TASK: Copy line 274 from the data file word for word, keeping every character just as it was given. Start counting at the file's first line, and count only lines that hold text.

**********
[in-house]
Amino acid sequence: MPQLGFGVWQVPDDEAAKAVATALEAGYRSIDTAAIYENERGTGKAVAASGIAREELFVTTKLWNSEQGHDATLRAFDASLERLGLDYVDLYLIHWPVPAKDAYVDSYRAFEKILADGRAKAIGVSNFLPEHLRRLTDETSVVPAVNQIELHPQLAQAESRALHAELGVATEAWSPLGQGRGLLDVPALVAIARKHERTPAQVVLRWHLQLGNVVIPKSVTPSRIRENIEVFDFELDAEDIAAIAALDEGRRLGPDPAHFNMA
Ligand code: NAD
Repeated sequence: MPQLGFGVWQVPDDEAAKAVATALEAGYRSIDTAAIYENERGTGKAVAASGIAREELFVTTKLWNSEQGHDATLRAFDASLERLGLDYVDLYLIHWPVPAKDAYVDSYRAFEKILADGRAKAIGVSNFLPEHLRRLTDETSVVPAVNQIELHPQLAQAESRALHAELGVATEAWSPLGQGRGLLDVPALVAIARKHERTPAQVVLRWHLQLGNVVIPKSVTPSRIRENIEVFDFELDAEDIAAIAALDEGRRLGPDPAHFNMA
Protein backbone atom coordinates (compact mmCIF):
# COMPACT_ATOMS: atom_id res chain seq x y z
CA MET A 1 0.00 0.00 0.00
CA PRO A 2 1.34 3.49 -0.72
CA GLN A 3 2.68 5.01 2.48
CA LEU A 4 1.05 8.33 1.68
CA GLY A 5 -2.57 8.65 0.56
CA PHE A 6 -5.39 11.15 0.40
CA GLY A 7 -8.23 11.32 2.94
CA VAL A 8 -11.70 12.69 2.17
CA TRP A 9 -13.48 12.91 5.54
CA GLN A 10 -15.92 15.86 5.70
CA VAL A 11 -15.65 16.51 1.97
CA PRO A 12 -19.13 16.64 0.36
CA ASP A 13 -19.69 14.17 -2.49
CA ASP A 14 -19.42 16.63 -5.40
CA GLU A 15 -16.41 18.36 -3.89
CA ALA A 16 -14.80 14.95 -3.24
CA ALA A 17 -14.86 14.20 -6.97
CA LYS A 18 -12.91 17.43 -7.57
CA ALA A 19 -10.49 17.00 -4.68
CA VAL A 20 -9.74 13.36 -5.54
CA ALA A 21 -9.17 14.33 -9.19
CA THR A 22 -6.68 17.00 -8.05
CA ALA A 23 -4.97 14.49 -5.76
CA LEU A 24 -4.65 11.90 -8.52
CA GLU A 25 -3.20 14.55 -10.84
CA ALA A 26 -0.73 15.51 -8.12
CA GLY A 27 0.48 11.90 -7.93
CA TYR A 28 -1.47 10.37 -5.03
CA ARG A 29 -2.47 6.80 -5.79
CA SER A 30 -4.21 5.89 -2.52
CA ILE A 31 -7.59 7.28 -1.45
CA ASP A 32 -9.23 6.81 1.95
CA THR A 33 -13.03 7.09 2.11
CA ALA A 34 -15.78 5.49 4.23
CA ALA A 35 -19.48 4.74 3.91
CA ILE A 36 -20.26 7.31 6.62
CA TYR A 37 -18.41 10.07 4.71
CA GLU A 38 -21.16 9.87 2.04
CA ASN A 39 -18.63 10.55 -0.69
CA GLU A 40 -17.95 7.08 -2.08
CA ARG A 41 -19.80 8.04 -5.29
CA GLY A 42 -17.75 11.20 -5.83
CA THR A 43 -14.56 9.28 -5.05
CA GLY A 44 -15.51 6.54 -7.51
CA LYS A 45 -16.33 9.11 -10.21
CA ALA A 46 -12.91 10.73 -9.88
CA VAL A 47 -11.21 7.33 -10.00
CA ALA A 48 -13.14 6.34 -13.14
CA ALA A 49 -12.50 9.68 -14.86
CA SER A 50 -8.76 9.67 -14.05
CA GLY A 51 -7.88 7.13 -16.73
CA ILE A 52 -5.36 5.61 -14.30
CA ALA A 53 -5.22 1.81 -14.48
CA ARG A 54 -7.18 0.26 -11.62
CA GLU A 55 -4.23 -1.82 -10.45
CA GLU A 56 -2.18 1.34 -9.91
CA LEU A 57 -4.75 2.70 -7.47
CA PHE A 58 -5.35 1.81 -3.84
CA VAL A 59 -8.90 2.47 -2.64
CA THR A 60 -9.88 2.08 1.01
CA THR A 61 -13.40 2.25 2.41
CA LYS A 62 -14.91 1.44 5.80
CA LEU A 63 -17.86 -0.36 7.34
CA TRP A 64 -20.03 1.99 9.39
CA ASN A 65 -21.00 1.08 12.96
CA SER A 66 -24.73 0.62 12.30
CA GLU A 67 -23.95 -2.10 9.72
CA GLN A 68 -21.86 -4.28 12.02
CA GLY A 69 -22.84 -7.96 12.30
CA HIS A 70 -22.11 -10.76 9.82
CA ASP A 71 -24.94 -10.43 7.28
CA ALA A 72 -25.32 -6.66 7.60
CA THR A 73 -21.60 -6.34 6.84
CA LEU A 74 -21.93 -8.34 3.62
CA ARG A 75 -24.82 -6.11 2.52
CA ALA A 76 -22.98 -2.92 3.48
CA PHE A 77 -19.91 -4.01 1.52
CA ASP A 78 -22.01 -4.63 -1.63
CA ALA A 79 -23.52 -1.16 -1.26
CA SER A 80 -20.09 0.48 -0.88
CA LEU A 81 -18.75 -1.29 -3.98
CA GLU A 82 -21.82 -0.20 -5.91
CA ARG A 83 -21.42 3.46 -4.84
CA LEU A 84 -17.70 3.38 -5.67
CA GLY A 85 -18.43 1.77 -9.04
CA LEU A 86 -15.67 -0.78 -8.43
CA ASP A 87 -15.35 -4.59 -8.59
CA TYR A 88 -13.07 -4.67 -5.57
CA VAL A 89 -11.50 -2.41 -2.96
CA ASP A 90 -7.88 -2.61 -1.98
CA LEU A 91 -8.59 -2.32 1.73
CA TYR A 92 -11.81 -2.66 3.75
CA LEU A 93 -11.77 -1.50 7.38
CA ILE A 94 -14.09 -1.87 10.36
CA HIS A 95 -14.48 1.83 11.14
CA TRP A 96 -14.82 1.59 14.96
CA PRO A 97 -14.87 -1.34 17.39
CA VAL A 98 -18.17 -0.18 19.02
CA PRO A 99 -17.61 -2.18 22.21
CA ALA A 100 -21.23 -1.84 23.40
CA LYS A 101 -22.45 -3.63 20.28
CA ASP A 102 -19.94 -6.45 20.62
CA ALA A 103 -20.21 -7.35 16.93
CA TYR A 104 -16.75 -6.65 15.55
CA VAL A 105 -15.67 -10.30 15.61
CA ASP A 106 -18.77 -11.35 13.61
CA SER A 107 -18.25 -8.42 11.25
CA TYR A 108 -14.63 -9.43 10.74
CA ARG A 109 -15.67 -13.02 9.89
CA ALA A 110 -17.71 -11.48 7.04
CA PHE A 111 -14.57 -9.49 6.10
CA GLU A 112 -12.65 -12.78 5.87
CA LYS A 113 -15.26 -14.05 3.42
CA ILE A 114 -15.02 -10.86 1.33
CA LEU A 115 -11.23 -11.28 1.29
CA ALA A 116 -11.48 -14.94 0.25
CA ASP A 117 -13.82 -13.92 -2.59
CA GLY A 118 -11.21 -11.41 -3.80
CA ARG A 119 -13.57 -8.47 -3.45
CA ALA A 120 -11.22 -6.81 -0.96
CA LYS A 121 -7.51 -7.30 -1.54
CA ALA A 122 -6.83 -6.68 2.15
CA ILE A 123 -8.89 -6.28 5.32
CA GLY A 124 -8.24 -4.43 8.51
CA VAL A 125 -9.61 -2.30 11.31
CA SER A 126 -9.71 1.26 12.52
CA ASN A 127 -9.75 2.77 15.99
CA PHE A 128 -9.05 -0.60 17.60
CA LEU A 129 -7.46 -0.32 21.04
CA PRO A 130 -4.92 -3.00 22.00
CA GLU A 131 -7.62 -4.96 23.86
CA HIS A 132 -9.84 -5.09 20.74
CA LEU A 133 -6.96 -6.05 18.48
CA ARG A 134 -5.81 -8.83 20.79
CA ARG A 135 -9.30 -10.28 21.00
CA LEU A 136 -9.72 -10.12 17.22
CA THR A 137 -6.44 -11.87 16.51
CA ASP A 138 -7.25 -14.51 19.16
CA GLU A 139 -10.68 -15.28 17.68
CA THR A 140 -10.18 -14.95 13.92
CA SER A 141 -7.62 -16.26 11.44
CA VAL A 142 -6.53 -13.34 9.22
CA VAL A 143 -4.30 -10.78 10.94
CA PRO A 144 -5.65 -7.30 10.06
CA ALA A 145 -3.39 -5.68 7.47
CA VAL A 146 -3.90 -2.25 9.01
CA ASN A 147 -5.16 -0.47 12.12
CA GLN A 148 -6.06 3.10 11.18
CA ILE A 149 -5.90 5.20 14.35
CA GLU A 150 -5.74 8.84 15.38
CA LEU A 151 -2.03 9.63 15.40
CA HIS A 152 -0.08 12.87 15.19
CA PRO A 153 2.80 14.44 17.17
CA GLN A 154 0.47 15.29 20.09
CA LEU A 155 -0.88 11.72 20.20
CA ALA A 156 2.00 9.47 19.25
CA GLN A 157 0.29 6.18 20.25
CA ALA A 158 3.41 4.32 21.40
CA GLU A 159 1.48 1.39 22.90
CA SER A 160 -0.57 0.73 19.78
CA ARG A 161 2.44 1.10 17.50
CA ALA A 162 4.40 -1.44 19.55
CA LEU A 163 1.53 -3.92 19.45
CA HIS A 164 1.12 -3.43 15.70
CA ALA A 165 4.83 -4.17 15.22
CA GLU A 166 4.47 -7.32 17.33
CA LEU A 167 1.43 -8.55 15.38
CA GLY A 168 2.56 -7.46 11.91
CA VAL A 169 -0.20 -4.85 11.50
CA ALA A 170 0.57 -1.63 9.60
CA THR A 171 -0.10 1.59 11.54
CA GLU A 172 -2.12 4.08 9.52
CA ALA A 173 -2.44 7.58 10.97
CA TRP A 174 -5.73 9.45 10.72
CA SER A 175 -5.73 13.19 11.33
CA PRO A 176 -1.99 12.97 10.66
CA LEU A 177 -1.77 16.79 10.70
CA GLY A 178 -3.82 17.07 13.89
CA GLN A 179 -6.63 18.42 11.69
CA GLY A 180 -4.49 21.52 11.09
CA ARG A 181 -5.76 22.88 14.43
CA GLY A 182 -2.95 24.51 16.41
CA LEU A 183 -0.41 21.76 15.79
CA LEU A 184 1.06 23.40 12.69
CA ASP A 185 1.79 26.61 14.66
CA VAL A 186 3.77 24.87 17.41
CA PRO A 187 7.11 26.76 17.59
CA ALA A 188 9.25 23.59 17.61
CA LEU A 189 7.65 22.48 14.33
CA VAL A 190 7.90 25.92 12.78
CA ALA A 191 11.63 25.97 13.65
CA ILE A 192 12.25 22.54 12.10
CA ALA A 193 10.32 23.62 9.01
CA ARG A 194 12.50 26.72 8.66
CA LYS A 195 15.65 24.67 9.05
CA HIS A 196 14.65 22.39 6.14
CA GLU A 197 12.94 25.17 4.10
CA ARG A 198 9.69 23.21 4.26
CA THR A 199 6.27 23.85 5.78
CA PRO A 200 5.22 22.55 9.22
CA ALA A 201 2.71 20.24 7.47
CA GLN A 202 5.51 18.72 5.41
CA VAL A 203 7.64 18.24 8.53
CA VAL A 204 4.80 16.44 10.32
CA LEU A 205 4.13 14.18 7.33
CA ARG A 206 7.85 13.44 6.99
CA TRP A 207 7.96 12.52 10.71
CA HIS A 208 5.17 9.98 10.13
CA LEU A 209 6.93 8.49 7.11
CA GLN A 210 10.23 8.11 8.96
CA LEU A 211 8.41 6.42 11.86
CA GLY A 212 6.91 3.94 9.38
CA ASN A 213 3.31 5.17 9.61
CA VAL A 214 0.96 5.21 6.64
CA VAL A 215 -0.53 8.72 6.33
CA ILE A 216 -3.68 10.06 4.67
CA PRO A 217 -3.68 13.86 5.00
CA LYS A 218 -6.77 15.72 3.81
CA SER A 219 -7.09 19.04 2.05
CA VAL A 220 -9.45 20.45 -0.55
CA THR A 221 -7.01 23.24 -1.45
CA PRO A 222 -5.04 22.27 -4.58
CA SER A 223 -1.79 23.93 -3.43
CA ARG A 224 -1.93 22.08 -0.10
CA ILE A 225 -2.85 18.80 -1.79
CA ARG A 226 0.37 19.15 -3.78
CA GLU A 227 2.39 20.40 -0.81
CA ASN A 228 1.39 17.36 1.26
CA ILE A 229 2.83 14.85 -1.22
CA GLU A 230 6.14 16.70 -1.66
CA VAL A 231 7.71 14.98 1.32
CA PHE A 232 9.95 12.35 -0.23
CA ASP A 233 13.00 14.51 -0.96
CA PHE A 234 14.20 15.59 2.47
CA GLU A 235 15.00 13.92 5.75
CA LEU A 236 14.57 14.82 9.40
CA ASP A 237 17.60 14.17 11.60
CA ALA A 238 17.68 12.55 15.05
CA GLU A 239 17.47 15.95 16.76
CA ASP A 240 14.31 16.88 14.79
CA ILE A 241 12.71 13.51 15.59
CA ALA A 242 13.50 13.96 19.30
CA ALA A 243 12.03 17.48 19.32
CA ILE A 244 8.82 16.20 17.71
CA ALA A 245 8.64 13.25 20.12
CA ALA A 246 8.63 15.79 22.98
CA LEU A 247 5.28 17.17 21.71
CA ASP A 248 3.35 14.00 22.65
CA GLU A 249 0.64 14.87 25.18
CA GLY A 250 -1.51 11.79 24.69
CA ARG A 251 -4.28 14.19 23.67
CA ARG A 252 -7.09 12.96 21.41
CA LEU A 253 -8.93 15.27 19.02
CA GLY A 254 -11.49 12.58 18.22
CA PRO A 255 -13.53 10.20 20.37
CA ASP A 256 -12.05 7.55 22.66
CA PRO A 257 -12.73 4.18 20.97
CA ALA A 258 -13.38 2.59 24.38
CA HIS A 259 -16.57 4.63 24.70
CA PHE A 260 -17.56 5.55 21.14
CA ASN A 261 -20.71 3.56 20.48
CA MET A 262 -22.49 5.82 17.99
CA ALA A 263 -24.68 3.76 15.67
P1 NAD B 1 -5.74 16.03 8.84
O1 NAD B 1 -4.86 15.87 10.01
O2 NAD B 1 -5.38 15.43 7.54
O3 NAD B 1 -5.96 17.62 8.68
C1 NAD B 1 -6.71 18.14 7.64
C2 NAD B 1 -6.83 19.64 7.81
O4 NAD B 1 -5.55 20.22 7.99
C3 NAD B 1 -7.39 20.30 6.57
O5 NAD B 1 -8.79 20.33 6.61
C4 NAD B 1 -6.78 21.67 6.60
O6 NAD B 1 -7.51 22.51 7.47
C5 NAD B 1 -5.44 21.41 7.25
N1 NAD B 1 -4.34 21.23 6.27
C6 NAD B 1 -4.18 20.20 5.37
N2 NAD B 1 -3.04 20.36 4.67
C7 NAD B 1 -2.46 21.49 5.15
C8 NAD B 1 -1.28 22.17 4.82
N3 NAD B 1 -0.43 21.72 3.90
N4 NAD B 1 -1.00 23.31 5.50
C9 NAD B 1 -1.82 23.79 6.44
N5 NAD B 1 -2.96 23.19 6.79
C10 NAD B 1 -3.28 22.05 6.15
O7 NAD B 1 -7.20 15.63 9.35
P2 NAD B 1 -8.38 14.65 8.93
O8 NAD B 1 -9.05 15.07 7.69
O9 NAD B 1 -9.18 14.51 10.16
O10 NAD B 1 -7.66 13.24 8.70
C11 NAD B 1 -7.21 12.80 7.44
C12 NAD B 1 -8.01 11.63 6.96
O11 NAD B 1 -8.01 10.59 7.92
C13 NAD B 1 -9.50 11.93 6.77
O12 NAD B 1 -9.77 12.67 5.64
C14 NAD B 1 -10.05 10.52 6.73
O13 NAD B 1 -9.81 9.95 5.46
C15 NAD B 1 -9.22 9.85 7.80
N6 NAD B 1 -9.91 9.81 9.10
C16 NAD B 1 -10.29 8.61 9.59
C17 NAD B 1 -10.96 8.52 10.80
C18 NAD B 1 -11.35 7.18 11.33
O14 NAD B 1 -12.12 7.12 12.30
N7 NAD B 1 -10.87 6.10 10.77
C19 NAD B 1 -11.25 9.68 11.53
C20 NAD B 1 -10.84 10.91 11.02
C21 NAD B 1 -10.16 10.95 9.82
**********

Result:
C1 NAD B 1 -6.71 18.14 7.64